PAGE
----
Wednesday, September 09, 2009

Vacant Yet Transformative Spaces

[“Untitled,” (2008), Siebren Versteeg, internet connected computer program with touch screen. “Jet Hiatus,” (2004), U-Ram Choe, stainless steel, acrylic circuits, synthetic resins, CPU, motor, LED board.]

Conceived as a meeting point between art and the economic crisis, No Longer Empty seeks to provide challenging platforms to artists and revitalize empty commercial spaces by creating more traffic and showing sites filled with positive energy instead of being just more empty urban storefronts. It also attempts to support local business communities through the increased visitor flow brought about by these exhibitions. This yet-to-be-leased retail space of The Caledonia under the recently opened High Line is the second project of No Longer Empty—a not-for-profit group that places edgy and contemporary installations in vacated Manhattan storefronts. Such numerous, vacated storefronts and offices—indicative of economic trauma to the national psyche—have the potential to respond to this pandemonium.

Engaging fanciful dialogs of aesthetics and machinery, U-Ram Choe’s work explores themes of biological transformation, flight, and movement. Large-scale metal and plastic automata emerge with such delicacy and weightlessness that his recent work seems to take on the shapes and silhouettes of organic life forms. Motors, heat, and light sensitive materials accentuate the intricacy of Choe's kinetic sculptures. First observed at an airplane scrap site in the Mojave Desert Choe’s offering in this installation, “Jet Hiatus” is regarded as an inorganic creature mutated from the microscopic machine living in a gas turbine engine.

By Choe’s incorporating scientific nomenclature into artwork titling systems, walking into this installation space can be compared to touring a prehistoric exhibit at a natural science or history museum. Certain elements are recognized instantly: mechanical diagrams, text descriptions of habitats, and visible evidence of fins evolving into wings. Warm biologic livelihoods of machine-creatures are evident in Choe's work. Such dynamic forms with inherent emotion, have anthropological roots despite their streamlined metallic sheen. Choe’s narratives complement his three-dimensional designs and drawings. With his United States debut in the fall of 2006, Choe has also exhibited his work at the Shanghai Biennale, Seoul Museum of Art, Art Basel, Galleria d’Arte Moderna (Bologna), and the Crow Collection of Asian Art (Dallas).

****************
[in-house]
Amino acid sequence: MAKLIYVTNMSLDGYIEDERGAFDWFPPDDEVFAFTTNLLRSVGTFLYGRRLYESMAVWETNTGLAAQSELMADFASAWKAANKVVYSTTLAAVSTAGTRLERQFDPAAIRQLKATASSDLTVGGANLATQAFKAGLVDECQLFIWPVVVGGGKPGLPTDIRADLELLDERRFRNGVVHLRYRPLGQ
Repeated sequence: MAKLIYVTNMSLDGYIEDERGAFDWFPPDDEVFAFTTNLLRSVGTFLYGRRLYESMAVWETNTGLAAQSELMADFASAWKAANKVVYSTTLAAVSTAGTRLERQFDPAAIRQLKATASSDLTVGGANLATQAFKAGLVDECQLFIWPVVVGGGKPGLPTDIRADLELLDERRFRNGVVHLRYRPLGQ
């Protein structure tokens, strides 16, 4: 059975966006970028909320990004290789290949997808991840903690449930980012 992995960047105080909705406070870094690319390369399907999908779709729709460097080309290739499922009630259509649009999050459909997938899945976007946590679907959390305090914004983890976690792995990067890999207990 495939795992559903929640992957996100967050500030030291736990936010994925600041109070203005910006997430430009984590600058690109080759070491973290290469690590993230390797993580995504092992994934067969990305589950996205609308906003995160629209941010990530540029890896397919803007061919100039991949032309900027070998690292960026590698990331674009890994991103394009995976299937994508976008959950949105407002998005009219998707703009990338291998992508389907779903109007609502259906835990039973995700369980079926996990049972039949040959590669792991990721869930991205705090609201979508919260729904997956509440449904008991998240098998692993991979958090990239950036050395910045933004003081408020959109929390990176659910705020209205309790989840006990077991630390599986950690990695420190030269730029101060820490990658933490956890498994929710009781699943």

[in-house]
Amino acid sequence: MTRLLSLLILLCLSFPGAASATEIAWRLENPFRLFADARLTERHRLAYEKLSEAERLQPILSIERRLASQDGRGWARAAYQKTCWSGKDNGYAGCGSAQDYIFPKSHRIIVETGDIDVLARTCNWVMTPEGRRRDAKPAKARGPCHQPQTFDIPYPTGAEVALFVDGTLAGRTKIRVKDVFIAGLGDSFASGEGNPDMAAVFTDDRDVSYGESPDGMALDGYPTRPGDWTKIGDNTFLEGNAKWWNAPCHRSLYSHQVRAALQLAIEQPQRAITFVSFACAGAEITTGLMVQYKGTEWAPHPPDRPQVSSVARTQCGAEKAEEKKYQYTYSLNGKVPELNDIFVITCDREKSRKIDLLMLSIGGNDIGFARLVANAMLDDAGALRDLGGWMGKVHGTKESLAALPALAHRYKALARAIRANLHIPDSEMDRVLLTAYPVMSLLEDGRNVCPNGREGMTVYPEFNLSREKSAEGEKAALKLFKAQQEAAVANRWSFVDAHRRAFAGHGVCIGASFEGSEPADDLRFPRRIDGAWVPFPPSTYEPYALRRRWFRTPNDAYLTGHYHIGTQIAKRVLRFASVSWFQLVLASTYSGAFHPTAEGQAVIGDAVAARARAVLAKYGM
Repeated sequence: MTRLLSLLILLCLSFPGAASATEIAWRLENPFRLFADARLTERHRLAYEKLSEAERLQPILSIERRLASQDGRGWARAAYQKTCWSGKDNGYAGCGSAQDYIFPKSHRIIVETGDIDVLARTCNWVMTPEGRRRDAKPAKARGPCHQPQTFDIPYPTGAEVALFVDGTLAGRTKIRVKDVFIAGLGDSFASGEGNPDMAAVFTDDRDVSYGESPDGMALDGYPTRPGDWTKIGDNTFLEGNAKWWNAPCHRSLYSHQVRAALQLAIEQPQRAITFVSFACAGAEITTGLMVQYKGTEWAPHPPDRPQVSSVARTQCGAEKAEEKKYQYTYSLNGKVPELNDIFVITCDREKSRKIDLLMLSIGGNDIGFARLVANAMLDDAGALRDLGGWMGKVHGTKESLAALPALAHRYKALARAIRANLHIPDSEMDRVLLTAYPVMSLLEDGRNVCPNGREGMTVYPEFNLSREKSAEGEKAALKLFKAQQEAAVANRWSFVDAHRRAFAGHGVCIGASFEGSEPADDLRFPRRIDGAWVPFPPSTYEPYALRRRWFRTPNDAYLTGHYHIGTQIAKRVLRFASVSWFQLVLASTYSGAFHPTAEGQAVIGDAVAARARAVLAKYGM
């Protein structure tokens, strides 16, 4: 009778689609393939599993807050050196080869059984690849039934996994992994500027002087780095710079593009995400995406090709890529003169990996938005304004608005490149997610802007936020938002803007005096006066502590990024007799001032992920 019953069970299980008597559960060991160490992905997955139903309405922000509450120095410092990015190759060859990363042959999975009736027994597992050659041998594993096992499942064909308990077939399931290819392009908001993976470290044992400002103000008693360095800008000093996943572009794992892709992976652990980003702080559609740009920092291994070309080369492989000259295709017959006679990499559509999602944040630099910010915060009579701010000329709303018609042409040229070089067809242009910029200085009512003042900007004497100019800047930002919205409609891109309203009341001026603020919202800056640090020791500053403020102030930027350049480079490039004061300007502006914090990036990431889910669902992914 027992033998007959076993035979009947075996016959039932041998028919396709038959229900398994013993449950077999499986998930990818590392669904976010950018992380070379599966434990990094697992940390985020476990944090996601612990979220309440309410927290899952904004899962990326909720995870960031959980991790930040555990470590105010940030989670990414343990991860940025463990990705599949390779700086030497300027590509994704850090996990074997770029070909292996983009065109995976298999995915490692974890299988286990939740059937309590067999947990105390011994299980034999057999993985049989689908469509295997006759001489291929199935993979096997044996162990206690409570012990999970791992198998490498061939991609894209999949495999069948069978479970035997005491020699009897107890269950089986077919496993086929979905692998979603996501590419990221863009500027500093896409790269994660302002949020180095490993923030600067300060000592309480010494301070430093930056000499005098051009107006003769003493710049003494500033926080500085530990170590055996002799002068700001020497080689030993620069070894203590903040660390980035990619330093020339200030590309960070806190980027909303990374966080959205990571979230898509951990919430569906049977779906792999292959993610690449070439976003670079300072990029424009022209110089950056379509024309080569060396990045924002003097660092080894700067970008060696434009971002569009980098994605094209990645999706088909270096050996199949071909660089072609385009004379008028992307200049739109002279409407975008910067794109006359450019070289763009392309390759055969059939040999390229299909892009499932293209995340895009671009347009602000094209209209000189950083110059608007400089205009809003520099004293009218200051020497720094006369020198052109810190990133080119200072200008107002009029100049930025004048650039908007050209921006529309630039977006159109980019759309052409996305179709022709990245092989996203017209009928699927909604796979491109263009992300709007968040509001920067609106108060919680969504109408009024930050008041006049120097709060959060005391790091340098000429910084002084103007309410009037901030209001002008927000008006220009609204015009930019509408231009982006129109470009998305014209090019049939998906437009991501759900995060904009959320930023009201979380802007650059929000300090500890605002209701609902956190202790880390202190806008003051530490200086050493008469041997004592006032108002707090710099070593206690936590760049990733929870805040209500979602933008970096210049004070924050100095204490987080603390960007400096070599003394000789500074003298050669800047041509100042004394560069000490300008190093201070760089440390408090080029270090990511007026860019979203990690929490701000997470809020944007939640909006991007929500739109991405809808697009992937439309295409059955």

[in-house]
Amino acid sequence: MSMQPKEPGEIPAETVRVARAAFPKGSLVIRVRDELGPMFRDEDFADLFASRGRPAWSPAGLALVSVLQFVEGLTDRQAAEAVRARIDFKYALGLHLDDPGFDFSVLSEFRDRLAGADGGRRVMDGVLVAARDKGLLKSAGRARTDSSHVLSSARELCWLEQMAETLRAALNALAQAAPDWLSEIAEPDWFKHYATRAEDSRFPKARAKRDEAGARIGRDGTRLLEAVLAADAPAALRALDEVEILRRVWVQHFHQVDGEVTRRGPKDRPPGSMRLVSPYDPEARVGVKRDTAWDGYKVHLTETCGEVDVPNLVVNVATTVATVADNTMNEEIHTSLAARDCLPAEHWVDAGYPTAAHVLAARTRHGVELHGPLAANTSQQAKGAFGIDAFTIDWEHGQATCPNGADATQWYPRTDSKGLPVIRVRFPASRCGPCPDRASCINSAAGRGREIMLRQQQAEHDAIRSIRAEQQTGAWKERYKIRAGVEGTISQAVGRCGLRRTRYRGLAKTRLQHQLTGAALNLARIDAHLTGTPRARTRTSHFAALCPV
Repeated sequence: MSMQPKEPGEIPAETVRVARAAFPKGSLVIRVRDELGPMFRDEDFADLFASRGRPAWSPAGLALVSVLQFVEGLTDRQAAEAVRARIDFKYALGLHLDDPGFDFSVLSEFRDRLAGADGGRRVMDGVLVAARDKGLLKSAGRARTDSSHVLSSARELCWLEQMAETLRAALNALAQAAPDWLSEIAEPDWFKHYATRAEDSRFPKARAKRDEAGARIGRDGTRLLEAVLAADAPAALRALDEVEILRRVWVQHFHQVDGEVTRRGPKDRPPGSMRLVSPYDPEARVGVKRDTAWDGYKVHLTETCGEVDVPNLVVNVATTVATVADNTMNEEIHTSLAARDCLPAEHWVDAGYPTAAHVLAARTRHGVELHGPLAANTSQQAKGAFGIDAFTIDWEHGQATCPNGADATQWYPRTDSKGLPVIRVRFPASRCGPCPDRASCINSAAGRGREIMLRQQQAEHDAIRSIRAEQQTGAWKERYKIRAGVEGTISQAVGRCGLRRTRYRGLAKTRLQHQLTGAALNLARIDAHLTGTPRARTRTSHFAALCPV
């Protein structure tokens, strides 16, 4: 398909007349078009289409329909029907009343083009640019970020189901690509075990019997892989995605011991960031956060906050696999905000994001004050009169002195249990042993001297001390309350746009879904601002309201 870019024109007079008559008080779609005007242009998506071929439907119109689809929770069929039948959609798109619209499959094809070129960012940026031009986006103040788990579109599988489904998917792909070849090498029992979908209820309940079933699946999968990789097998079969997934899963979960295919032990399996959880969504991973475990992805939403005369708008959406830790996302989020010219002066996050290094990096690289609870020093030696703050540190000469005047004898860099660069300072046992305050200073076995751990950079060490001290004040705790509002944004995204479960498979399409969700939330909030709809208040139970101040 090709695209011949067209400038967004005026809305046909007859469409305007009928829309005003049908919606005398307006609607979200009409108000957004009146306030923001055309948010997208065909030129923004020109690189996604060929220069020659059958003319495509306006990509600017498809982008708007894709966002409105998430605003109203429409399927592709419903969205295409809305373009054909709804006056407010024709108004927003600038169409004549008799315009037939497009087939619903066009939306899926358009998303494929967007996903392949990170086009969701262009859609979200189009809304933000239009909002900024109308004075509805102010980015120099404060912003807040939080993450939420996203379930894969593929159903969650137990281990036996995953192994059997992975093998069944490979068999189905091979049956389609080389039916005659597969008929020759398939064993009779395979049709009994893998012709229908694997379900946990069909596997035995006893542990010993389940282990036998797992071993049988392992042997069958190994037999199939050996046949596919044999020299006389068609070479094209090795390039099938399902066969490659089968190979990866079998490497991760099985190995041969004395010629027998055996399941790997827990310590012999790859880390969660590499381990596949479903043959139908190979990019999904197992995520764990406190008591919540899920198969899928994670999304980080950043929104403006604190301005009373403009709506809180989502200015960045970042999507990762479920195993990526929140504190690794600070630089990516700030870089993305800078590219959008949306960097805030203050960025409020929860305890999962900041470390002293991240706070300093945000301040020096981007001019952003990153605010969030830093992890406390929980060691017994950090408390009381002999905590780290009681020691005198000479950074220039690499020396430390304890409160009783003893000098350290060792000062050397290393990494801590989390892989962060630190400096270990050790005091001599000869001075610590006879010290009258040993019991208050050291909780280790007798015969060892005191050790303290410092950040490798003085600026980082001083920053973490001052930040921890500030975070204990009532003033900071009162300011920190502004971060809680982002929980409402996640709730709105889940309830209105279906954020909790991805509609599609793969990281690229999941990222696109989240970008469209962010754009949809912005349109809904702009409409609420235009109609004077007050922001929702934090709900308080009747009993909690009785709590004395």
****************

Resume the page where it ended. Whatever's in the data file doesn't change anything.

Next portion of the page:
Often writing a code, multimedia artist Siebren Versteeg goes to bed, and wakes in the morning to see what his computer created overnight in randomly choosing images. Exploring ideas of connectivity in our global culture, his works’ tautological nature of material and immaterial information conveys human spiritual conditions in relation to technological advancement. Versteeg co-opts online media and commercial databases to create hi-tech works that critique the very sources he usurps. Versteeg’s work cleverly demonstrated that reality is not so real and that the global village is really just another subdivision in capitalism's ever-growing sprawl.

Requiring no introduction, conceptual and Fluxus artist Yoko Ono presents a work from her series of space transformations which, as the artist has said, work mainly as an internal invocation of construction. The installation being presented in this exhibition will consist of security barriers that delineate specific sites in the space chosen for transformation together with the sign "Space Transformer Is Being Built.” Her installation will be accompanied by take-away cards, continuing the concept as one goes through the city with the invocation to be a “Space Transformer.”